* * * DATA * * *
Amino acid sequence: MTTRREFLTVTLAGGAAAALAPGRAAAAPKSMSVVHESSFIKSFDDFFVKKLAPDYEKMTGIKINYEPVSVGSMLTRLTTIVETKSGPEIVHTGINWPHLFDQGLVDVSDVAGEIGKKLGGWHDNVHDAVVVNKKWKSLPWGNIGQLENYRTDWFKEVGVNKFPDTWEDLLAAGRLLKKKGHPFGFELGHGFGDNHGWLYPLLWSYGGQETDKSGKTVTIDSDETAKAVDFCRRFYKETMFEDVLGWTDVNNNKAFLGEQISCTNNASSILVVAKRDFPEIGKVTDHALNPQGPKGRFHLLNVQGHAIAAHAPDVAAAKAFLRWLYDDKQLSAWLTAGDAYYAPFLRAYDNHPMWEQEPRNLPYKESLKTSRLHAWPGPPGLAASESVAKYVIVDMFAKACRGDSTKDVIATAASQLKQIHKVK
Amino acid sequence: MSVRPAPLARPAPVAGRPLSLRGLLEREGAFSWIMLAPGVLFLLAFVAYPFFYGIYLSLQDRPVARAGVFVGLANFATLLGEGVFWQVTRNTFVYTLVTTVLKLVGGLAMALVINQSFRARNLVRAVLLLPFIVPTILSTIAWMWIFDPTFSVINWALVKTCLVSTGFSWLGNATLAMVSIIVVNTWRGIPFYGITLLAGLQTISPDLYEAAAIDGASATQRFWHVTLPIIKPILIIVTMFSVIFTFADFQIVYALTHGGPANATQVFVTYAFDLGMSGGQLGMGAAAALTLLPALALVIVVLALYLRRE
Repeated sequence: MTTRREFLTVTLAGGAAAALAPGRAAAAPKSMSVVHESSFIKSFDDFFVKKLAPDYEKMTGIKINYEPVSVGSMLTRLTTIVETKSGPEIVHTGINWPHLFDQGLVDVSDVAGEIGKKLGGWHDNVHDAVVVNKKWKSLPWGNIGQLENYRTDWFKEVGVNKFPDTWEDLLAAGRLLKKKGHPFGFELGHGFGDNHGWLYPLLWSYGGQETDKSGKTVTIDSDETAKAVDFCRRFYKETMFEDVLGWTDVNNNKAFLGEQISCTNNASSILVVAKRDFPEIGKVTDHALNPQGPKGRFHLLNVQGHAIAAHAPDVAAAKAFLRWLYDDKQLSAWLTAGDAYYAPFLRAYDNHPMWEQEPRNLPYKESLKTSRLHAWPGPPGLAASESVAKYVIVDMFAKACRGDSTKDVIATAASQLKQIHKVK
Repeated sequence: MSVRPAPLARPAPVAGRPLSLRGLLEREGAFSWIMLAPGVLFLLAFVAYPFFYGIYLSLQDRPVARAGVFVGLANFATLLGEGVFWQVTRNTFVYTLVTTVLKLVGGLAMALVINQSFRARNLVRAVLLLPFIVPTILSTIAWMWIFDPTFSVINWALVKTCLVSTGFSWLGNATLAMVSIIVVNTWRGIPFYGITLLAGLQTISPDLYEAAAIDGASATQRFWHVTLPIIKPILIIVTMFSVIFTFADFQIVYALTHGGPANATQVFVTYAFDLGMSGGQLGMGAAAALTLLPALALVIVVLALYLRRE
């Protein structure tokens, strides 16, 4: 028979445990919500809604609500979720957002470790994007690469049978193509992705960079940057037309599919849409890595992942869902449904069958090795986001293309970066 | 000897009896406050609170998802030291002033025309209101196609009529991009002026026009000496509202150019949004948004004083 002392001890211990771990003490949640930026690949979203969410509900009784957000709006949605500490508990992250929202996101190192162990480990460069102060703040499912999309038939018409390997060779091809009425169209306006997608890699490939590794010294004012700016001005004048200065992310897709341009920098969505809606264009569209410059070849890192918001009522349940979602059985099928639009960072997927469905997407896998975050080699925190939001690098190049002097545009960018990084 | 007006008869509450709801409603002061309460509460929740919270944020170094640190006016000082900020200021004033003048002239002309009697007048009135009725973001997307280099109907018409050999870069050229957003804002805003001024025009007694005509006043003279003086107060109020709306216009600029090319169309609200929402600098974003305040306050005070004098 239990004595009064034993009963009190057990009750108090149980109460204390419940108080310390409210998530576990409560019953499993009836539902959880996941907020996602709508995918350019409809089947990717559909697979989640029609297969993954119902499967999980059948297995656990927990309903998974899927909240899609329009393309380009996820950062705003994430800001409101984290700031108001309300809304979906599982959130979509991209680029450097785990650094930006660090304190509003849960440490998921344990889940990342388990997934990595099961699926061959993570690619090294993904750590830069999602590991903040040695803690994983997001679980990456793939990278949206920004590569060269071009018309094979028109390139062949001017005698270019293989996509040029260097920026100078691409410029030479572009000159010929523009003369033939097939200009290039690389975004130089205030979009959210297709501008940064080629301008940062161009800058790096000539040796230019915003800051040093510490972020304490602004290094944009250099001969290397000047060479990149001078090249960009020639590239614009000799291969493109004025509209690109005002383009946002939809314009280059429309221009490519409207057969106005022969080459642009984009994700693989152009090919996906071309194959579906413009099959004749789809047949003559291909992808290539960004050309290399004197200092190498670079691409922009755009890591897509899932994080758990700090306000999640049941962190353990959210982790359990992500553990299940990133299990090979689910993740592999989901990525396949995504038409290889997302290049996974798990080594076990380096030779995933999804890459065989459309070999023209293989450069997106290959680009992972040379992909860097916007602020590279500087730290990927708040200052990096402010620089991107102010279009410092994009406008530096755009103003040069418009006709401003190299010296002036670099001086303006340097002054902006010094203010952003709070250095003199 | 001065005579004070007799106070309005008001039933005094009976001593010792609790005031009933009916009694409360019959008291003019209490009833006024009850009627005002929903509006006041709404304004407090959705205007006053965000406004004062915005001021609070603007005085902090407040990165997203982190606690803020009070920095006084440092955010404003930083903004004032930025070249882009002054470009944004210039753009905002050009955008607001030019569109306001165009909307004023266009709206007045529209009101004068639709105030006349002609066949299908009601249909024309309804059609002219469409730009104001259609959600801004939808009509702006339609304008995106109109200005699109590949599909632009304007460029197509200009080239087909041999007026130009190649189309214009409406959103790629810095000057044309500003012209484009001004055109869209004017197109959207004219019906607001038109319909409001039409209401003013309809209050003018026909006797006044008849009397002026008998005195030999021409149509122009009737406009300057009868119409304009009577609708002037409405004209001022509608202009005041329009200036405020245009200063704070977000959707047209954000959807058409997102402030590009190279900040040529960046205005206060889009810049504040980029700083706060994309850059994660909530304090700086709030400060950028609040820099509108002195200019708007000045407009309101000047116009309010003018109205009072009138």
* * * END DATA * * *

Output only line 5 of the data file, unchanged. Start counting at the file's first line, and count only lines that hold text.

């Protein structure tokens, strides 16, 4: 028979445990919500809604609500979720957002470790994007690469049978193509992705960079940057037309599919849409890595992942869902449904069958090795986001293309970066 | 000897009896406050609170998802030291002033025309209101196609009529991009002026026009000496509202150019949004948004004083 002392001890211990771990003490949640930026690949979203969410509900009784957000709006949605500490508990992250929202996101190192162990480990460069102060703040499912999309038939018409390997060779091809009425169209306006997608890699490939590794010294004012700016001005004048200065992310897709341009920098969505809606264009569209410059070849890192918001009522349940979602059985099928639009960072997927469905997407896998975050080699925190939001690098190049002097545009960018990084 | 007006008869509450709801409603002061309460509460929740919270944020170094640190006016000082900020200021004033003048002239002309009697007048009135009725973001997307280099109907018409050999870069050229957003804002805003001024025009007694005509006043003279003086107060109020709306216009600029090319169309609200929402600098974003305040306050005070004098 239990004595009064034993009963009190057990009750108090149980109460204390419940108080310390409210998530576990409560019953499993009836539902959880996941907020996602709508995918350019409809089947990717559909697979989640029609297969993954119902499967999980059948297995656990927990309903998974899927909240899609329009393309380009996820950062705003994430800001409101984290700031108001309300809304979906599982959130979509991209680029450097785990650094930006660090304190509003849960440490998921344990889940990342388990997934990595099961699926061959993570690619090294993904750590830069999602590991903040040695803690994983997001679980990456793939990278949206920004590569060269071009018309094979028109390139062949001017005698270019293989996509040029260097920026100078691409410029030479572009000159010929523009003369033939097939200009290039690389975004130089205030979009959210297709501008940064080629301008940062161009800058790096000539040796230019915003800051040093510490972020304490602004290094944009250099001969290397000047060479990149001078090249960009020639590239614009000799291969493109004025509209690109005002383009946002939809314009280059429309221009490519409207057969106005022969080459642009984009994700693989152009090919996906071309194959579906413009099959004749789809047949003559291909992808290539960004050309290399004197200092190498670079691409922009755009890591897509899932994080758990700090306000999640049941962190353990959210982790359990992500553990299940990133299990090979689910993740592999989901990525396949995504038409290889997302290049996974798990080594076990380096030779995933999804890459065989459309070999023209293989450069997106290959680009992972040379992909860097916007602020590279500087730290990927708040200052990096402010620089991107102010279009410092994009406008530096755009103003040069418009006709401003190299010296002036670099001086303006340097002054902006010094203010952003709070250095003199 | 001065005579004070007799106070309005008001039933005094009976001593010792609790005031009933009916009694409360019959008291003019209490009833006024009850009627005002929903509006006041709404304004407090959705205007006053965000406004004062915005001021609070603007005085902090407040990165997203982190606690803020009070920095006084440092955010404003930083903004004032930025070249882009002054470009944004210039753009905002050009955008607001030019569109306001165009909307004023266009709206007045529209009101004068639709105030006349002609066949299908009601249909024309309804059609002219469409730009104001259609959600801004939808009509702006339609304008995106109109200005699109590949599909632009304007460029197509200009080239087909041999007026130009190649189309214009409406959103790629810095000057044309500003012209484009001004055109869209004017197109959207004219019906607001038109319909409001039409209401003013309809209050003018026909006797006044008849009397002026008998005195030999021409149509122009009737406009300057009868119409304009009577609708002037409405004209001022509608202009005041329009200036405020245009200063704070977000959707047209954000959807058409997102402030590009190279900040040529960046205005206060889009810049504040980029700083706060994309850059994660909530304090700086709030400060950028609040820099509108002195200019708007000045407009309101000047116009309010003018109205009072009138």